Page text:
Aid groups are not just tracking those physical phones; they are also starting to watch levels of mobile phone usage and patterns of bill payment, too. If this suddenly changes, it can indicate rising levels of economic distress, far more accurately than, say, GDP data. Inside the UN, the secretary general is now launching a project called Global Pulse to screen some of the 2.5 quintillion bytes of so-called “big data” being generated each day around the world, including on social media sites such as Twitter and Facebook. These sites are strikingly popular in parts of the emerging markets world; Indonesia, for example, has one of the most Twitter-addicted populations on the planet. Thus if the UN (or anyone else) spots a sudden increase in certain keywords, this can also provide an early warning of distress. References to food or ethnic strife, for example, may indicate the onset of famine or civil unrest. Similarly, medical researchers have learnt in the past couple of years that social media references to infection area are powerful early warning signal of epidemics – and more timely than official alerts from government doctors.
Global Pulse, http://www.unglobalpulse.org

Quote:
Global Pulse is an innovation initiative of the UN Secretary-General, harnessing today's new world of digital data and real-time analytics to gain a better understanding of changes in human well-being. Global Pulse hopes to contribute a future in which access to better information sooner makes it possible to keep international development on track, protect the world's most vulnerable populations, and strengthen resilience to global shocks.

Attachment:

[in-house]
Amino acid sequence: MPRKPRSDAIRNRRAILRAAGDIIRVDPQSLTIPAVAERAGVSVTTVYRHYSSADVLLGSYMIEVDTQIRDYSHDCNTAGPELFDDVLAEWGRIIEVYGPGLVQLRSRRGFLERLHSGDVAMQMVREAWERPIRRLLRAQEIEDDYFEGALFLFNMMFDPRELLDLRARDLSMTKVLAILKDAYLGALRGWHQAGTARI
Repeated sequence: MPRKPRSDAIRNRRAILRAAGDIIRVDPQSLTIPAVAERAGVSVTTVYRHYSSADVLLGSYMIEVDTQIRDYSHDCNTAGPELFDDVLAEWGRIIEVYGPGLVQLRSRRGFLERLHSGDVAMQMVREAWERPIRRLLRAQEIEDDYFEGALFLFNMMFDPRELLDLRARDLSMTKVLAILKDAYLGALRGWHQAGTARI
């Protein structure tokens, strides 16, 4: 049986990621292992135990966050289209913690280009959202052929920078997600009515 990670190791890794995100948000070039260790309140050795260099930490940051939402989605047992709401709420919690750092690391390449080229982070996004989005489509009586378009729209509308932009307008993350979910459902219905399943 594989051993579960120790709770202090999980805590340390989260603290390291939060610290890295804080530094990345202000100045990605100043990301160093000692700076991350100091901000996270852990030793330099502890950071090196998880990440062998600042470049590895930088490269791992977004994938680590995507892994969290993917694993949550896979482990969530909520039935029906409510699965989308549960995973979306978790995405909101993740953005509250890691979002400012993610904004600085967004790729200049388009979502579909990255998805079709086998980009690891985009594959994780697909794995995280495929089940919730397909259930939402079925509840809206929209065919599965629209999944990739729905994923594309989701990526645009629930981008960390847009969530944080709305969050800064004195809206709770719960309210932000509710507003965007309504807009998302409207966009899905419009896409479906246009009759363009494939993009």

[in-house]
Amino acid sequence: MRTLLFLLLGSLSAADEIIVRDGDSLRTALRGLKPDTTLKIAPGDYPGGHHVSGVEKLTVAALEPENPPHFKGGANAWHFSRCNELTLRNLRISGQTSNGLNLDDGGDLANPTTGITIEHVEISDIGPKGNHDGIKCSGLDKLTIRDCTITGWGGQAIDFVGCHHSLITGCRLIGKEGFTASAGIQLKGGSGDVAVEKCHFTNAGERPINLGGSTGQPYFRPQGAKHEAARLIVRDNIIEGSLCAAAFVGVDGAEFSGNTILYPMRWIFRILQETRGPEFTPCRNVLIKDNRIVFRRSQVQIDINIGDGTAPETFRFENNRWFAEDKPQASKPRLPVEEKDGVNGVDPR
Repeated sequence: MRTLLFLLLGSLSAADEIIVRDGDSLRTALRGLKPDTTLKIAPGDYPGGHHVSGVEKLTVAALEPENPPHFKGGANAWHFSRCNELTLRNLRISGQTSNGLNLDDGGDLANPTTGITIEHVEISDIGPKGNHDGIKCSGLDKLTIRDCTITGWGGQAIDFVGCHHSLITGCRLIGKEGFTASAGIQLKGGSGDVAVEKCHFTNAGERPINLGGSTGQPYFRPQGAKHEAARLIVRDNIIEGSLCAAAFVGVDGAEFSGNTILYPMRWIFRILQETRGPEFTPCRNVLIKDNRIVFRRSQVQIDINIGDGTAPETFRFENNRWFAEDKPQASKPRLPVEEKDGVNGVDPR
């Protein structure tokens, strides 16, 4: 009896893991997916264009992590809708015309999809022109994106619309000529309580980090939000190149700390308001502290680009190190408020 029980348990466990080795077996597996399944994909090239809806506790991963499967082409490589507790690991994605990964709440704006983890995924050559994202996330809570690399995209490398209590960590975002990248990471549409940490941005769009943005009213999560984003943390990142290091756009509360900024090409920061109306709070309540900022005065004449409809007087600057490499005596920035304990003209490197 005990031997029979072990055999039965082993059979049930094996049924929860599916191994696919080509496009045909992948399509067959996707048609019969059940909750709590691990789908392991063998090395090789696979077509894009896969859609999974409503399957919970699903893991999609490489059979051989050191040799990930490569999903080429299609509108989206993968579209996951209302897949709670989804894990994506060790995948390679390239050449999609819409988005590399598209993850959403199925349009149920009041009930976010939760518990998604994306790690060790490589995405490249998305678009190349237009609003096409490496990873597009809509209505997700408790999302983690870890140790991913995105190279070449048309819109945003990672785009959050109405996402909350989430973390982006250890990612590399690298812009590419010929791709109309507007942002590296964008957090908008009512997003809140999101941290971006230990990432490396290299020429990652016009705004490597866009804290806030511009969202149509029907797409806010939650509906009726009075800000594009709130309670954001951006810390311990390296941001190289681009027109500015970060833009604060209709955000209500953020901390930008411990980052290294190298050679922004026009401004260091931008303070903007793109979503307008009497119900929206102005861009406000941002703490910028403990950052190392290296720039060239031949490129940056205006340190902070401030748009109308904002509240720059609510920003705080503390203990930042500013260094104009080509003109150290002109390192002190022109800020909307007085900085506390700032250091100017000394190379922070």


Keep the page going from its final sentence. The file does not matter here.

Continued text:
Global Pulse functions as an innovation laboratory, bringing together expertise from UN agencies, governments, academia, and the private sector to research, develop, test and share tools and approaches for harnessing real-time data for more effective and efficient policy action.
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Last edited by davidbfpo; 08-11-2012 at 05:40 PM. Reason: Copied here from Poverty & Militancy don't mix thread as relevant
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Old 09-05-2012   #37
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Default Private companies pitch Web surveillance tools to police

This could fit the 'Big Brother' thread and theme, but sits here well IMO. Not surprisingly the examples cited and linked are Anglo-American:http://californiawatch.org/dailyrepo...s-police-17846

I have m' doubts over the value of such tools, do drug suppliers really use Twitter? Can sense be made of the torrent of information, say anger over a police shooting in Chicago?

One thing is guaranteed hi-tech companies will try to sell their products to the police and other agencies who are still trying to get working desk-top computer systems.
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Old 09-06-2012   #38
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That last sentence is exactly correct davidbfpo.
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Old 09-21-2012   #39
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Social Media Unconventional warfare is outlined as a method of contention, where the planning of whatever, is to establish control of the nation by gaining control of its online media society.

Last edited by davidbfpo; 09-21-2012 at 02:38 PM. Reason: PM to author after initial posts x3